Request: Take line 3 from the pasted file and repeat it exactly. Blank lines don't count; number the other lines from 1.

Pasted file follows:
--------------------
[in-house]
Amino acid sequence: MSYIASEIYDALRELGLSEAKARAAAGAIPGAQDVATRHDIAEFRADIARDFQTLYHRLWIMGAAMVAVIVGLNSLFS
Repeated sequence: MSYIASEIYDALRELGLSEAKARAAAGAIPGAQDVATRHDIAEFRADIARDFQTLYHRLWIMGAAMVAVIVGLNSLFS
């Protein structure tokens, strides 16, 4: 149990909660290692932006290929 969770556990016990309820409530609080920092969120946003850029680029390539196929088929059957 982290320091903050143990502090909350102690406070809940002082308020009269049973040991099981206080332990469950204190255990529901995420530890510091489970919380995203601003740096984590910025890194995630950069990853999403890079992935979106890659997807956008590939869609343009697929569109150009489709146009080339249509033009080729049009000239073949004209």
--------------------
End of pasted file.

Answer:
Repeated sequence: MSYIASEIYDALRELGLSEAKARAAAGAIPGAQDVATRHDIAEFRADIARDFQTLYHRLWIMGAAMVAVIVGLNSLFS